Best benefits of restorative yoga:
Restorative yoga offers the practitioner an opportunity to explore different aspects and benefits of practice that are often overshadowed by more dynamic styles.
A restorative yoga practice frequently relies on the use of props, prolonged holding in safely aligned asana sequences, meditation, pranayama and relaxation. Excellent for active physical recovery, balance, stress management,a restorative yoga class can explore different safe alignment skills through therapeutic themes.
Let’s take a look at Child’s pose (balasana)
Active childs pose
This is often called a resting pose, and can certainly be that. The variation in the above photo is dynamic, and often used as a preparation for downward facing dog. The props are used to wake up the spine and the shoulders as well as encourage conscious breathing into the back body. In a vinyasa, holding the pose for 5 or 10 breaths can offer the practitioner a break from the activity of the practice. However, many students cannot actually ‘let go’ in the pose, whether due to stiffness or pain or just inability to perform it safely. So…is it really restorative?
Now take a look below. Here, props are used to bring the pose to the person, encourage release, and the arms are taken out of the equation. There is no pulling, but the arms lines, shoulders, hips and spine are safely letting go of tension.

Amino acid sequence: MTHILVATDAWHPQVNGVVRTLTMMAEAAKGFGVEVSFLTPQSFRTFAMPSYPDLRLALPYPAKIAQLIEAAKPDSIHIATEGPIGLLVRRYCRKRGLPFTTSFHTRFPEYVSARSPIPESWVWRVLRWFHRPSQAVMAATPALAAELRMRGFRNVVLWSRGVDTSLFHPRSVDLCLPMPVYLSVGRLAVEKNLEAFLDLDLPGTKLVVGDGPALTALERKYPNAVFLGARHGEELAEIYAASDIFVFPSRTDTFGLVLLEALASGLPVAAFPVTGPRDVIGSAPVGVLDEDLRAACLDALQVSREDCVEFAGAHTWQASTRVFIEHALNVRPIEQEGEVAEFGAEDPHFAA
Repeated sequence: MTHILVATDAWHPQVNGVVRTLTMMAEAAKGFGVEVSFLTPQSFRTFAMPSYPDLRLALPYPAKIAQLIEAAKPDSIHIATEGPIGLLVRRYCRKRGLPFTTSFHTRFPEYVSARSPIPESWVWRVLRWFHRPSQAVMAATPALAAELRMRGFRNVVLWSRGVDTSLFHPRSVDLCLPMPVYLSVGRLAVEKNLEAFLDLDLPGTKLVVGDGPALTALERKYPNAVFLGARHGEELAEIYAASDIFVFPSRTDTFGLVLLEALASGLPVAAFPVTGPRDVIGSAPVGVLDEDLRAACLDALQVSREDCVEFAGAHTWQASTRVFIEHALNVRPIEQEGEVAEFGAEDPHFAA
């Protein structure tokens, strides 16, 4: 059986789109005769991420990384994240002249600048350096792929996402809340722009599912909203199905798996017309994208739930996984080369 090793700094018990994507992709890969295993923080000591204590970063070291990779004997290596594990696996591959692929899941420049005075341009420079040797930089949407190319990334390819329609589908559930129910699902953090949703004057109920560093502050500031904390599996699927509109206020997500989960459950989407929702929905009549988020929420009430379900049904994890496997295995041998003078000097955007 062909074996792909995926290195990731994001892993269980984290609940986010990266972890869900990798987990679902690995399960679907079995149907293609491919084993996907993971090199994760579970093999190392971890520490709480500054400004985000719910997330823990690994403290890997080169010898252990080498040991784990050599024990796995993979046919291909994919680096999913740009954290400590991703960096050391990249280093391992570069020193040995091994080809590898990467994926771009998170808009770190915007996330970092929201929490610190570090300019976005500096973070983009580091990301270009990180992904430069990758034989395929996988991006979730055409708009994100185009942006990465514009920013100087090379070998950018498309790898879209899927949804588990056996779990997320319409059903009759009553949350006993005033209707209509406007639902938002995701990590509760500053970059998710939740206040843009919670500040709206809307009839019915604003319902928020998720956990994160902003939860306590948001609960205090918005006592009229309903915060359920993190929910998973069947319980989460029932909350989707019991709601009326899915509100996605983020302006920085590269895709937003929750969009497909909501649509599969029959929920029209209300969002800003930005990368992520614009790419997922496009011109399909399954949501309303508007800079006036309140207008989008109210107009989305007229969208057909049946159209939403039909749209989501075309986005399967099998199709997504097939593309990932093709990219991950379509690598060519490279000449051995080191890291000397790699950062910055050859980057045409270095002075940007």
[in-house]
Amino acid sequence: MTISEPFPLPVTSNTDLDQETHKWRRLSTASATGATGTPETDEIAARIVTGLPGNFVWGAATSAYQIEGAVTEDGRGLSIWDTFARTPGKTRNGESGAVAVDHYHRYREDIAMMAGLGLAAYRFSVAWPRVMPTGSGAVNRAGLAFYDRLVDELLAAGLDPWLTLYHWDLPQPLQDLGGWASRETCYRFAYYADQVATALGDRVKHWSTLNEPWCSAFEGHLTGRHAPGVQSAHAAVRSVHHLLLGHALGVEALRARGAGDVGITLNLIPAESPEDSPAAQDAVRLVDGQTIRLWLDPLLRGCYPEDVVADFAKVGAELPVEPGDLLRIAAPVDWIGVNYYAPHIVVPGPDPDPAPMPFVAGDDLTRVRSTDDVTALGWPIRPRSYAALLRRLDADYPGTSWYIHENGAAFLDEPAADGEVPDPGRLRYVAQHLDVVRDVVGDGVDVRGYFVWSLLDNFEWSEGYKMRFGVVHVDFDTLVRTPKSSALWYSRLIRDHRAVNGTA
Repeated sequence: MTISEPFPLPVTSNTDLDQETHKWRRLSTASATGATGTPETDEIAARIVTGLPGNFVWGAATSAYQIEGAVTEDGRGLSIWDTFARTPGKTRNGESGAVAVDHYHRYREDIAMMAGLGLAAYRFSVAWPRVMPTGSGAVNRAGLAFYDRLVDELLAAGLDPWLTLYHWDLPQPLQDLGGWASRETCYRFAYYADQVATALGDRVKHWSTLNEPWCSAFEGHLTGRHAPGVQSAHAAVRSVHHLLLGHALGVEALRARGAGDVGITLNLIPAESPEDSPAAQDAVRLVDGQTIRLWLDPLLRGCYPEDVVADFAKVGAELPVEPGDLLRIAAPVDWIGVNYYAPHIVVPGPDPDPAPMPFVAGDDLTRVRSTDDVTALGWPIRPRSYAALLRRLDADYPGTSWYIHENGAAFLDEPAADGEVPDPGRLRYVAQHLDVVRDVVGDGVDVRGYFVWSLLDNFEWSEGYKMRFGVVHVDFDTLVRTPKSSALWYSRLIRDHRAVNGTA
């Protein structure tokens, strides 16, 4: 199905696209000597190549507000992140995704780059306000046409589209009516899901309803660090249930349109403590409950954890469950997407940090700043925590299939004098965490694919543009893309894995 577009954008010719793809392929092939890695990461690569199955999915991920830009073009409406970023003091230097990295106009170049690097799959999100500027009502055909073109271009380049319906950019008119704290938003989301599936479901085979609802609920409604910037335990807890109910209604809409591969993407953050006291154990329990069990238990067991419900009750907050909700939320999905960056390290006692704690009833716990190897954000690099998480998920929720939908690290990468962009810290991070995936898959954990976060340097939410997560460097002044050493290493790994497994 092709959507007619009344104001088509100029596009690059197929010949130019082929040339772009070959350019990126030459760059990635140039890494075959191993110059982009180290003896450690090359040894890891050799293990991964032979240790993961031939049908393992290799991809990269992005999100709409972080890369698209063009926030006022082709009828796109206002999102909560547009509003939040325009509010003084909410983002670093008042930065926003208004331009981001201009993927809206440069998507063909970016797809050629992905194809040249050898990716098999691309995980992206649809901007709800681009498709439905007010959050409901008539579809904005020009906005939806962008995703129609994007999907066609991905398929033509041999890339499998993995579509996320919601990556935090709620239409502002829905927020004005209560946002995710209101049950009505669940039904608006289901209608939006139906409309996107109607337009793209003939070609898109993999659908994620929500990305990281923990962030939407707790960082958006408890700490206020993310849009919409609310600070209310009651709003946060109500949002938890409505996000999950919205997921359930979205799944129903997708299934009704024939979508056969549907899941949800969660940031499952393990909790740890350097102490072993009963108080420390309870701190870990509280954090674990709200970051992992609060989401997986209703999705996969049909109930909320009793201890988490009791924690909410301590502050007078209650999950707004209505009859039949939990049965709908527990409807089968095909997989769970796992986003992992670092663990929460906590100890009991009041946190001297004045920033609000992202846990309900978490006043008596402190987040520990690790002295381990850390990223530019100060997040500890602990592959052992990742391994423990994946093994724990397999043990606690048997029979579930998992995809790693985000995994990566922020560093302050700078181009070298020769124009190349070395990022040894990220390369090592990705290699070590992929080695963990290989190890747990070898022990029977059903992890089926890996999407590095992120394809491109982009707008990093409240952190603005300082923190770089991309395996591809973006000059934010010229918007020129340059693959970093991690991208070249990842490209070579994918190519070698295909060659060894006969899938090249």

I encourage you to uncover some of the benefits! Restorative Yoga Classes can be booked privately or check my Calendar
restorative child’s pose
Child’s pose – called Balasana in Sanskrit is one of the prone poses in yoga, meaning the face is down rather than up. In some yoga schools they refer to it as embryo pose as well. For some people, bending this way is really uncomfortable, which is one reason why strategic prop placement is important. For example, in an active (unsupported) variation, the challenge is to bring the sitting bones to the heels and forehead to floor.
These actions require a lot of lengthening from the spinal extensors, gluteals, piriformis, calves, feet. You also need to be able to widen the knees in order to make room for the front spine/belly. It is a pose where tightness in the hip flexors will show up and it may be hard to feel anything other than congestion and the inability to breathe. A helpful tip obviously practicing this pose on a full stomach – suffocating. So – in order to allow gravity to work for you rather than against you, in order for your nervous system to approach calm – which is the idea behind it, the props you use matter. Here, you can see we used a bolster, folded blanket, and 2 ThreeMinuteEggs. These just helped with tightness in the shoulders and actually freed up more space in the side ribs to be able to access a calm breath. Also, you can see how the hips and shoulders are kept in the same plane, instead of having one pull on the other. Generally, done this way, child’s pose can help blood flow to the pelvis, relieve some general back tension, and improve the flexibility of the hips. There are many ways, many options so contact me to help set you up in this fine pose!
It can be really uncomfortable or really relaxing and restorative. Sometimes in a vinyasa class, child’s pose is used as a segway or prep to downward facing dog.